Lincicome: For Nagy, stumbling, bumbling is no way to go through a season
It seems so simple. Play Justin Fields and get on with it, get on not only with the future, but with the present. Accept the pain, enjoy the promise. It is going to work, or it is not.
It can't get worse. Or maybe it can. Sooner you know, the better. A show of hands. Who thought it would be this bad? I'm putting my hand up, but only just to pinch my nose, phew!
This could be the worst game the Bears ever played. The worst game any Bears quarterback ever played. The Bears did the impossible. They made you feel sorry for them.
"It's only the third game," said running back David Montgomery. "There's a lot of season to go. It's not like the world is over."
Depends on which world he means. On the private little planet of the Bears, it is apocalypse now. Or to quote Colonel Kurtz, "The horror. The horror."
The Bears think they can put this behind them. Well, why not? That's where you usually put ... ah, let's not get indelicate. Fix it and go forward seems to be the attitude, and maybe they even believe it themselves.
Except that is Matt Nagy with the tools of ignorance, otherwise known as his game plans, doing the fixing. And that is young Fields, as out of place in an NFL backfield as a fish in a furnace.
No one knows how good Fields can be, but everyone now knows how bad he can be. He can't be worse than he was on Sunday. Impractical optimism demands he prove he can't be that bad.
This is the happy advantage of being a fan, or of being a second-guesser in the newspaper. No advice is binding. Play Fields and if he thrives, we told you so. Play anyone else and he bombs and the coach is an idiot.
Nagy, being a keeper of his own counsel, will do what he will do, and that is to do whatever will let him keep his job.
If sanity mattered, and it has not since Fields arrived, apologies would be in order. He isn't who we thought he was, Nagy would be saying. But no. "Justin handled everything pretty well," said Nagy, meaning maybe that after nine sacks he was still willing to go for 10.
After the horror, nothing has changed. This is Fields' job to lose, Fields' job to improve, Fields' job to finish. If the moment comes when Nagy no longer sees what he has talked himself into believing, any regrets are pushed aside for a more desperate solution.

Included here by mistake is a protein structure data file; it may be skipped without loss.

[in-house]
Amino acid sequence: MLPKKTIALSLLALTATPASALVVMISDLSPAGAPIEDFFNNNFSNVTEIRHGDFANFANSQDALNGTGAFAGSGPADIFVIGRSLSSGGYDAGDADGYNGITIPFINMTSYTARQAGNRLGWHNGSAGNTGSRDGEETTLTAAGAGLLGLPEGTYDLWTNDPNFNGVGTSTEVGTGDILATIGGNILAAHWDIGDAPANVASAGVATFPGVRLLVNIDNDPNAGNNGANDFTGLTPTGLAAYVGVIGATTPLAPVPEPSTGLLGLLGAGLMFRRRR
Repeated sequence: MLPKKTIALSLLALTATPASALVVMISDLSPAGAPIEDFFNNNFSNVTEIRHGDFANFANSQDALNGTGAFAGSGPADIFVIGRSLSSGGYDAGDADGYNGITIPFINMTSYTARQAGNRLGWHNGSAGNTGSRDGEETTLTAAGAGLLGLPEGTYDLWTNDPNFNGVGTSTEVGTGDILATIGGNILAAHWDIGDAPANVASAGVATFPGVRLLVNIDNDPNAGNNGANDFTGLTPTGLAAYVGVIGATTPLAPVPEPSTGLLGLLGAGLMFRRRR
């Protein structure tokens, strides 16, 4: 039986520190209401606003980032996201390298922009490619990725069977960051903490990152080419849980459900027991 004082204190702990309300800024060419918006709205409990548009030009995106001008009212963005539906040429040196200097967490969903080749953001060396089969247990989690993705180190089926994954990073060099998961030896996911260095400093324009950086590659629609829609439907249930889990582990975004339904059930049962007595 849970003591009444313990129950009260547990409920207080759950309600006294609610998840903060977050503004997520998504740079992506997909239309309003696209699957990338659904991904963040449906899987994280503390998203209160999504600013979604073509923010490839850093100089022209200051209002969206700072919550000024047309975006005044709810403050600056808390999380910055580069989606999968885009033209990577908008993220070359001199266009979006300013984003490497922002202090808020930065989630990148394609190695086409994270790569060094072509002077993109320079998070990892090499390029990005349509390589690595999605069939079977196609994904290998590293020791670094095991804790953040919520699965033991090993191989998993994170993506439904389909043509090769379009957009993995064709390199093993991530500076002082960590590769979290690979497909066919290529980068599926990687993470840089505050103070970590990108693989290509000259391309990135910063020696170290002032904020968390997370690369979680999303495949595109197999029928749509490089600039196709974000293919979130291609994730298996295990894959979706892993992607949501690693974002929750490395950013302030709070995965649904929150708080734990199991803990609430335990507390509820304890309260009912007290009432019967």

For now Fields will be allowed to progress, to build on accomplishments and to eliminate faults, but, honestly, there must be a lot more of the first and a lot fewer of the second.
Fields has not been given a Bears team in shambles, if not one finished and fulfilled. But neither should Fields be allowed to simply not mess things up. He is going to have to matter, not just maintain.
Rookie quarterbacks are usually sent onto the field with a pat on the back from a hand with crossed fingers.
Lose and learn. Win and learn. Winning is better but learning is more important. Until it isn't.
Most Bears seasons begin uneasily, this one more than most, so cluttered, so uncertain of what to expect, so many changes everywhere but most prominently at the position that links loudly to both quarterback and to coach.
For better or worse, Fields and Nagy are in this together and tomorrow and tomorrow.
Fields has an unfortunate fondness for doing something exciting, making something out of nothing, not that Cleveland gave him much chance to, nor did whatever game plan Nagy concocted to make him a statue.
Nagy's instinct is to play a conservative offense, daring little, minimizing mistakes, the Bears not beating themselves, and if those are not at the top of any game plan for the Bears it is only because they are already indelibly tattooed into every Bear's head.
"I don't like feeling like this," Fields said. Neither do Bears fans, even though they've felt like this a lot longer.
Ideally, Fields will learn on the job, better than on the sideline, taking snaps, better than holding a clipboard, wearing a helmet instead of a head band.
No, this is how it is. For the Bears, the season is over. The classroom is open.